The Seal River Watershed Alliance in northern Manitoba is the latest example of the rise of Indigenous guardians programs, which will be critical if Canada wants to achieve its 30 by 30 conservation targets
Nov. 17, 2022
Located about 1,000 kilometres north of Winnipeg, the Seal River Watershed has managed to escape development — the sounds of resource extraction foreign to the last river in Manitoba that still flows wild.
And now, thanks to the persistence of five Indigenous communities, Indigenous youth will be able to realize dreams of becoming river guides and stewards of their territory as they protect the 50,000-square-kilometre watershed — home to about two dozen at-risk species — from the impacts of climate change.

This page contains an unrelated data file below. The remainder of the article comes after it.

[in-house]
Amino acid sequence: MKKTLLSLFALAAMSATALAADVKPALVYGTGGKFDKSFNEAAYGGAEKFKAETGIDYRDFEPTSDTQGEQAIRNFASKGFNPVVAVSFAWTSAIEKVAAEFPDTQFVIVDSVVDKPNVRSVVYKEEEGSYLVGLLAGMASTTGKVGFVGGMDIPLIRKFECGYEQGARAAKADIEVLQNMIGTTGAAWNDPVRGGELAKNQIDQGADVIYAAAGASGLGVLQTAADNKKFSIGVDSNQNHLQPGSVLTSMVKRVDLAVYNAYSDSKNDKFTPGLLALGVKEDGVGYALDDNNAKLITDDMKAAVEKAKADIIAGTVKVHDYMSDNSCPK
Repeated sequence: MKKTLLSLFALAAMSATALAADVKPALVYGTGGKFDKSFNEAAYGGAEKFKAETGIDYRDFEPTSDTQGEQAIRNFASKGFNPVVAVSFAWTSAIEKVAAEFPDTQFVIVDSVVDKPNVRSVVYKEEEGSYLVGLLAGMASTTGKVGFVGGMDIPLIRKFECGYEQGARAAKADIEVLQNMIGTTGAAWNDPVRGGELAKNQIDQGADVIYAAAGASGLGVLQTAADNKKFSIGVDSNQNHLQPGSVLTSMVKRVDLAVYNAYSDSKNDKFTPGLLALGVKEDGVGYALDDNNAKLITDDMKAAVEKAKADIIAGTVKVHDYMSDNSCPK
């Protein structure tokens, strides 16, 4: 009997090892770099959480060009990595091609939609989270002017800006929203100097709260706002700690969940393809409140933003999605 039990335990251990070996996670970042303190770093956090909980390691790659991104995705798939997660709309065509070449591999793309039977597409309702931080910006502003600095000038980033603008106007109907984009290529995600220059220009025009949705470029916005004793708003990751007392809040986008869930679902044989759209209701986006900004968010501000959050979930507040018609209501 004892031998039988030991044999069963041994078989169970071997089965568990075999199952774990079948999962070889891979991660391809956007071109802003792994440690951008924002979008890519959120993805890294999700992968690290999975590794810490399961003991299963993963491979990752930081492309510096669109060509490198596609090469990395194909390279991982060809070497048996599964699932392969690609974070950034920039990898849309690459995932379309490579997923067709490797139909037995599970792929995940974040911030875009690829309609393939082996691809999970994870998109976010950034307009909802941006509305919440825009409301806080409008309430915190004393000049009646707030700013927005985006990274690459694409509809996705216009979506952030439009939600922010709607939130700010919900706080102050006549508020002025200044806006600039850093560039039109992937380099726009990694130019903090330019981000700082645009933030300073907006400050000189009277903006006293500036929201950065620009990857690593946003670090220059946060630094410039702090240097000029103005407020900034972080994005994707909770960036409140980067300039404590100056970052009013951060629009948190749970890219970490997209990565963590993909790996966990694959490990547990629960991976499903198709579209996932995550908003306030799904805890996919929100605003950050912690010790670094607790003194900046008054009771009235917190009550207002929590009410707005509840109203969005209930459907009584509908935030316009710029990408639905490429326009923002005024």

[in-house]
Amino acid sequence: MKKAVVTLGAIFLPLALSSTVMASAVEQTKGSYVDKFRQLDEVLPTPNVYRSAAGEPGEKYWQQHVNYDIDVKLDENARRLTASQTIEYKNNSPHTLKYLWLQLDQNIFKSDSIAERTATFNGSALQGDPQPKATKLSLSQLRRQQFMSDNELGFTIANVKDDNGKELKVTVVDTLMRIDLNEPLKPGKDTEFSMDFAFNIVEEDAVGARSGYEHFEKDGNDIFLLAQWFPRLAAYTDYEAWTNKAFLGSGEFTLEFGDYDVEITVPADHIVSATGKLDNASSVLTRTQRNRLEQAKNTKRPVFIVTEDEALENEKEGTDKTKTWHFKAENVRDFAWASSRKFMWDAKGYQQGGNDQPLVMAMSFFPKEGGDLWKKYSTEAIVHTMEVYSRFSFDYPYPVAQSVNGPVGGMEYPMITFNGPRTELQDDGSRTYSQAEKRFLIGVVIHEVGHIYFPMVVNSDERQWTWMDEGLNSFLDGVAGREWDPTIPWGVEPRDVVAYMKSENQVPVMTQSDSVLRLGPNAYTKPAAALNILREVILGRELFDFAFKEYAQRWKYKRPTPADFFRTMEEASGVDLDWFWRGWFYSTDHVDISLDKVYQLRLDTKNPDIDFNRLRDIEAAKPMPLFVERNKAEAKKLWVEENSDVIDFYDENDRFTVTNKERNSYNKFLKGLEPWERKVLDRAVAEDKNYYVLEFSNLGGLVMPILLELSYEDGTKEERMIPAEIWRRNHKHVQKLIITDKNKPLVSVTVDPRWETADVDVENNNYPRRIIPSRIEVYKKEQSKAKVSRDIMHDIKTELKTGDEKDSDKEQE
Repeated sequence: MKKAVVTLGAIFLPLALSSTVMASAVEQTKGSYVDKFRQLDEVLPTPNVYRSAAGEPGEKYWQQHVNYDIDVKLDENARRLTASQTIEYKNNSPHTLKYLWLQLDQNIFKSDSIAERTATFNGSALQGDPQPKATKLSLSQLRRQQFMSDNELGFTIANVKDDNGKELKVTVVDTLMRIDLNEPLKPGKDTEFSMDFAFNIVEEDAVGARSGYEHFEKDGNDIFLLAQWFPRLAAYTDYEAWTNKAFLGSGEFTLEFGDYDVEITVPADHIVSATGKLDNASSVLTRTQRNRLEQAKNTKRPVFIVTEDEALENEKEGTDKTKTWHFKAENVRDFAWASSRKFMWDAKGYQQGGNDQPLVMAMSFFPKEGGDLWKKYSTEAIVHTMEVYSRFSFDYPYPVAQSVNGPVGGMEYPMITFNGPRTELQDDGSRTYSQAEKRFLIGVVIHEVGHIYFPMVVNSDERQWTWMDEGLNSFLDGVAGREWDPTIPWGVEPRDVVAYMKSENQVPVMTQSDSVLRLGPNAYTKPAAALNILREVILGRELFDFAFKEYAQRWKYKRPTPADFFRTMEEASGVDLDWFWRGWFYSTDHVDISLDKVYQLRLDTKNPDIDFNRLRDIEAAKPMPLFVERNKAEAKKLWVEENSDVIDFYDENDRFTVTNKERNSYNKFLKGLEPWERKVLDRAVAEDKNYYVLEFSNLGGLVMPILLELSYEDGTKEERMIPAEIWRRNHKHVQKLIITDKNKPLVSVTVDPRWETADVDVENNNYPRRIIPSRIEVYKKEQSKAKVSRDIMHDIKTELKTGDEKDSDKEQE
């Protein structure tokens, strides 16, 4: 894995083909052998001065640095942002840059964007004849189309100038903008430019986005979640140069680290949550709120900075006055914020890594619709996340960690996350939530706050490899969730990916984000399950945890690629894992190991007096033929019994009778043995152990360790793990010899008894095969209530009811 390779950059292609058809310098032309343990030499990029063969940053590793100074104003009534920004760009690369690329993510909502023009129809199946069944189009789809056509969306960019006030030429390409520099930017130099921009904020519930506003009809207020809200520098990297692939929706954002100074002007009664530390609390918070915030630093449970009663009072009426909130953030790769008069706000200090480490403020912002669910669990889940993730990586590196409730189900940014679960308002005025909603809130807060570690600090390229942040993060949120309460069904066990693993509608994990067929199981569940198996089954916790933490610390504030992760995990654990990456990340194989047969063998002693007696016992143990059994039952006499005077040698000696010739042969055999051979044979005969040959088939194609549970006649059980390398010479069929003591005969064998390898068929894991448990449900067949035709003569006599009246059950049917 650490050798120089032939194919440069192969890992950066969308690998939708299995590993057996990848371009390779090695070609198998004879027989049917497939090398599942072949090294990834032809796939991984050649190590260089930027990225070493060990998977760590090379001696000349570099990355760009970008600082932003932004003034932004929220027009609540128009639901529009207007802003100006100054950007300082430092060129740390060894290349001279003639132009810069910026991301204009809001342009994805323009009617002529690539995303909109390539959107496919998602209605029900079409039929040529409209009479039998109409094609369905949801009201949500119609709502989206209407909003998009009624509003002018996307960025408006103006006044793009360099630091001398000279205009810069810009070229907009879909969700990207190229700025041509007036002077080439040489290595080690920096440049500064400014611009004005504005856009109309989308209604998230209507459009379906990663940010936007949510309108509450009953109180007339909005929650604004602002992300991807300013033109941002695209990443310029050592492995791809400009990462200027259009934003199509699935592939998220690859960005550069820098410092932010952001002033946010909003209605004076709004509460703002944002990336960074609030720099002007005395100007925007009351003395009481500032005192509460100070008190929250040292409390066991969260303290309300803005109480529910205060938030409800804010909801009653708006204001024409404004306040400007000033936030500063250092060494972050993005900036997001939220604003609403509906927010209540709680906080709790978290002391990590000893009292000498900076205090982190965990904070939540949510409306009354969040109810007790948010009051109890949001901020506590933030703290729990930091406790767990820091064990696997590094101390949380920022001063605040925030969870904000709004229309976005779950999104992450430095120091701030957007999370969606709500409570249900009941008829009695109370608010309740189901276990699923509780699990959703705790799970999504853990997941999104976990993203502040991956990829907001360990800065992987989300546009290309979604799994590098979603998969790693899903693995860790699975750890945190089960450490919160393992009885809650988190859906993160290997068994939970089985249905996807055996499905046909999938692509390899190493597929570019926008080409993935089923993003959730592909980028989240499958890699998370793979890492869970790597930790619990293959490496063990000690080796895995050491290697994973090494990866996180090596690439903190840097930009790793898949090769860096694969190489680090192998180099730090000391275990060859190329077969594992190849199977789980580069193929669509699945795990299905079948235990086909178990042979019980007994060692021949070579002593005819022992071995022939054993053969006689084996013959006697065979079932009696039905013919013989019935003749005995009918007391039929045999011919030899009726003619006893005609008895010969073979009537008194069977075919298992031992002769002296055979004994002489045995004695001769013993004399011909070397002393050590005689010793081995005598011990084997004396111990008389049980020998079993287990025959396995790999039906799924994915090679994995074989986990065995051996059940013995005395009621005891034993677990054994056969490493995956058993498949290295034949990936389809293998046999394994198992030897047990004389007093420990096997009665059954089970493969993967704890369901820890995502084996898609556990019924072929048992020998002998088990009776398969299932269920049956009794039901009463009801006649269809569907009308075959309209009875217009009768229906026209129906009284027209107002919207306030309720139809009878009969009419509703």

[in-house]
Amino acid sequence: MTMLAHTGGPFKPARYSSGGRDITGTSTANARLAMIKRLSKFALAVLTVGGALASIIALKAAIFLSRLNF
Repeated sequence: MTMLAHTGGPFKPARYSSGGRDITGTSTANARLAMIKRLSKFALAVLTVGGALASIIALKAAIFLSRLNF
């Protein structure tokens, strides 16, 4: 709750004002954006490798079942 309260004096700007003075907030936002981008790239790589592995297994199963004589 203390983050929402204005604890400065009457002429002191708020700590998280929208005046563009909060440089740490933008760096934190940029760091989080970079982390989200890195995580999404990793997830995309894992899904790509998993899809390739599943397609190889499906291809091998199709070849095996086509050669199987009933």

The timing couldn’t be more important. The world is grappling with dual climate and biodiversity crises and Indigenous guardians programs like this will be key if Canada has any hope of reaching its target to protect 30 per cent of its land and oceans by 2030 (it’s currently at just 13 per cent).